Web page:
On January 16, 2020, the US Treasury Department’s Office of Foreign Assets Control (“OFAC”) released a new frequently asked question (“FAQ”) regarding Iran-related sanctions. This FAQ comes on the heels of the US Government’s recent issuance of Executive Order 13902 (“EO 13902”) on January 10, 2020, which expanded secondary sanctions to target the Iranian construction, mining, manufacturing, and textile sectors and those parties engaged in “significant transactions” or providing “material support” to any parties designated…
On November 5, 2019, the US Treasury Department’s Office of Foreign Assets Control (“OFAC”) issued a new Venezuela-related general license (General License No. 35) (“GL 35”) to authorize certain administrative transactions with the Government of Venezuela (“GOV”) prohibited by Executive Order (“EO”) 13884 (“Blocking Property of the Government of Venezuela”); issued General License No. 34A (“GL 34A”), which supersedes and replaces General License No. 34, and authorizes transactions involving certain GOV-related individuals prohibited by EO 13884; and identified five current GOV officials on the Specially Designated Nationals and Blocked Persons List (“SDN List”) pursuant to EO 13884.
Then, on November 21, 2019, OFAC announced the amendment of the Venezuela Sanctions Regulations (“VSR,” 31 C.F.R. Part 591) to incorporate additional EOs; make certain clarifying changes; add a GL authorizing US Government activities; and add an interpretive provision regarding activities related to judicial processes. The VSR regulatory amendments took effect on November 22, 2019 concurrent with their publication in the Federal Register, available here.
These Venezuela sanctions developments are described in more detail below. Our previous blog posts about US sanctions targeting Venezuela are available here.
On October 25, 2019, the US Treasury Department’s Financial Crimes Enforcement Network (“FinCEN”) issued a final rule identifying Iran as a jurisdiction of primary money laundering concern (“Final Rule”) under Section 311 of the USA PATRIOT ACT, seeking to further isolate Iran from the global financial system. Concurrently, the US Treasury and State Departments announced a new humanitarian mechanism to ensure that funds associated with permissible trade in support of the Iranian people are not diverted by the Iranian regime to develop ballistic missiles, support terrorism, or finance other malign activities. These measures build upon the US Treasury Department’s Office of Foreign Assets Control’s (“OFAC”) additional sanctions against the Central Bank of Iran discussed in our prior blog post here.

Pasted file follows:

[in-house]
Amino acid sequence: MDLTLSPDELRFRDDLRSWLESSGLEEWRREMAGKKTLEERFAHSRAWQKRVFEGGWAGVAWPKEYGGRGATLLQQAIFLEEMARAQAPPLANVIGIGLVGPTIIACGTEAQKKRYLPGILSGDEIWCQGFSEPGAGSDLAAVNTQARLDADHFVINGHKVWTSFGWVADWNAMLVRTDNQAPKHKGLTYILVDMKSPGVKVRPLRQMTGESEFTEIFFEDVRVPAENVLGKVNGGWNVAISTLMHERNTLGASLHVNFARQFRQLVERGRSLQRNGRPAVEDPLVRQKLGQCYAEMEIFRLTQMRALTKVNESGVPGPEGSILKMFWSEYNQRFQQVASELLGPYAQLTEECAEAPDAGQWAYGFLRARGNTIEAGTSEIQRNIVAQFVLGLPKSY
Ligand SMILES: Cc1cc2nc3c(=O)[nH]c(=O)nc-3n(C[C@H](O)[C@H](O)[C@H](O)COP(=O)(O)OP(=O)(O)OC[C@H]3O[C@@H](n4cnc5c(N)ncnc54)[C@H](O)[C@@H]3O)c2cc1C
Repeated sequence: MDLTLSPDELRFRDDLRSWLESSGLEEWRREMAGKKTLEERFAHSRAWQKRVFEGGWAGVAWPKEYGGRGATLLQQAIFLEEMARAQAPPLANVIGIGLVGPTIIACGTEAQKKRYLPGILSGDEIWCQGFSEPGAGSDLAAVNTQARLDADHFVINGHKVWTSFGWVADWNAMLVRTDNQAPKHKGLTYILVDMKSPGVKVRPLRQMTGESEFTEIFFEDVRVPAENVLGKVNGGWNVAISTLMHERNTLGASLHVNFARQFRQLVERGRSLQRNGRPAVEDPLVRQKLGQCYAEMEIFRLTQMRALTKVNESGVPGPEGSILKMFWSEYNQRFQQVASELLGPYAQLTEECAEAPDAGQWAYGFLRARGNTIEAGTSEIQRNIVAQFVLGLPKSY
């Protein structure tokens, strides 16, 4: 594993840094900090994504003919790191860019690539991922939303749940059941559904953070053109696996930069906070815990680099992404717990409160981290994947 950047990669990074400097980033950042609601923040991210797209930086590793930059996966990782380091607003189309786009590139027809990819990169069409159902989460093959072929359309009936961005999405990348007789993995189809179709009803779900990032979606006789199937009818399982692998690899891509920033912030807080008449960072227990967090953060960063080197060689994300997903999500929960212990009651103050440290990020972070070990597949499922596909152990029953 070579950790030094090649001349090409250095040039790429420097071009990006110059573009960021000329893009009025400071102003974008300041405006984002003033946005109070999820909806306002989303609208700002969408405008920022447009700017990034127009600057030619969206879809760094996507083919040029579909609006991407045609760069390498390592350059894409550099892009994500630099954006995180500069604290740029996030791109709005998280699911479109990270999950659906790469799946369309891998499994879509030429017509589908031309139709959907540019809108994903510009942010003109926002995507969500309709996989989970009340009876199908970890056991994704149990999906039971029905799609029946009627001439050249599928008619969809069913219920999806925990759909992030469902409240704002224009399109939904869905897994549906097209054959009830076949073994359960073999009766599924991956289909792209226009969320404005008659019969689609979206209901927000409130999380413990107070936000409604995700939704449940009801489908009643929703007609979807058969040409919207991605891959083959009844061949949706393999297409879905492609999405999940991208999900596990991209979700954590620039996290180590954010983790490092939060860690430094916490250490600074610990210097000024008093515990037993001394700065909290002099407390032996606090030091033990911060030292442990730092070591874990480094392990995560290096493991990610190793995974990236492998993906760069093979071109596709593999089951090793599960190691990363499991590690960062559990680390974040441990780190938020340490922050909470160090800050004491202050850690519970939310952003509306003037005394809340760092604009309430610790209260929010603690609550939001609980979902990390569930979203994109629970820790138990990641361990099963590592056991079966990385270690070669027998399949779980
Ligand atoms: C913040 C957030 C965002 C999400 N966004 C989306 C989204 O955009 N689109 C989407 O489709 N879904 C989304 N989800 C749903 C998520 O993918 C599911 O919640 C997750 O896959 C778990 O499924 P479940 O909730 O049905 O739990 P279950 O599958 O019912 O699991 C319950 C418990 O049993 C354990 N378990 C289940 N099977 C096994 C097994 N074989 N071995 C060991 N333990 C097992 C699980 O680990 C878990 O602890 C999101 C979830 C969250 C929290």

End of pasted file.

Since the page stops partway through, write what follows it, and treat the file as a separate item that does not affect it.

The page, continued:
On October 17, 2019, the US Treasury Department’s Office of Foreign Assets Control (“OFAC”) re-issued and amended as General License No. 13D (“GL 13D”) to continue the validity period for transactions concerning Nynas AB and its affiliates (“Nynas”), as further described below. In addition, on October 21, 2019, OFAC re-issued as General License No. 8D (“GL 8D”) to continue the validity period certain maintenance activities involving Petróleos de Venezuela S.A. (“PdVSA”) where certain entities are involved, as further described below. Finally, on October 24, 2019, OFAC re-issued and amended as General License No. 5A (“GL 5A”) to prohibit dealings or payments for three months related to a specific PdVSA bond. Our blog post regarding previous amendments to these GLs is available here.